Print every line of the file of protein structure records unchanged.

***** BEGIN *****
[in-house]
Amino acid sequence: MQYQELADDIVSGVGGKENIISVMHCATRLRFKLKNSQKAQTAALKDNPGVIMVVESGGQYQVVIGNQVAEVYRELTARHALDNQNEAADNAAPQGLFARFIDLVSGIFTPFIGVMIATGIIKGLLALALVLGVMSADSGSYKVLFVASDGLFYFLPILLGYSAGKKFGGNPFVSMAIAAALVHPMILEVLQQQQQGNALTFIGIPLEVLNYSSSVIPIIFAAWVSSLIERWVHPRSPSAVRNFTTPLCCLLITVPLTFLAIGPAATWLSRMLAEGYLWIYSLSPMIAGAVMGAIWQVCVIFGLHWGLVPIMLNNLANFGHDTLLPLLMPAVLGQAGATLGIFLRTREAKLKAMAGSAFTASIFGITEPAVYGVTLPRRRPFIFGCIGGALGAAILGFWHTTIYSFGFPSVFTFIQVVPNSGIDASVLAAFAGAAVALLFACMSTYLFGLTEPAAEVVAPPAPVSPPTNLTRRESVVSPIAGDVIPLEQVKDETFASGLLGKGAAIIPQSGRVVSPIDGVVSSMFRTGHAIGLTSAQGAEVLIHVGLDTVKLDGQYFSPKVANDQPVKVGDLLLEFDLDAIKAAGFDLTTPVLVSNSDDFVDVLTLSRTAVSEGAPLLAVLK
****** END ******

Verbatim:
[in-house]
Amino acid sequence: MQYQELADDIVSGVGGKENIISVMHCATRLRFKLKNSQKAQTAALKDNPGVIMVVESGGQYQVVIGNQVAEVYRELTARHALDNQNEAADNAAPQGLFARFIDLVSGIFTPFIGVMIATGIIKGLLALALVLGVMSADSGSYKVLFVASDGLFYFLPILLGYSAGKKFGGNPFVSMAIAAALVHPMILEVLQQQQQGNALTFIGIPLEVLNYSSSVIPIIFAAWVSSLIERWVHPRSPSAVRNFTTPLCCLLITVPLTFLAIGPAATWLSRMLAEGYLWIYSLSPMIAGAVMGAIWQVCVIFGLHWGLVPIMLNNLANFGHDTLLPLLMPAVLGQAGATLGIFLRTREAKLKAMAGSAFTASIFGITEPAVYGVTLPRRRPFIFGCIGGALGAAILGFWHTTIYSFGFPSVFTFIQVVPNSGIDASVLAAFAGAAVALLFACMSTYLFGLTEPAAEVVAPPAPVSPPTNLTRRESVVSPIAGDVIPLEQVKDETFASGLLGKGAAIIPQSGRVVSPIDGVVSSMFRTGHAIGLTSAQGAEVLIHVGLDTVKLDGQYFSPKVANDQPVKVGDLLLEFDLDAIKAAGFDLTTPVLVSNSDDFVDVLTLSRTAVSEGAPLLAVLK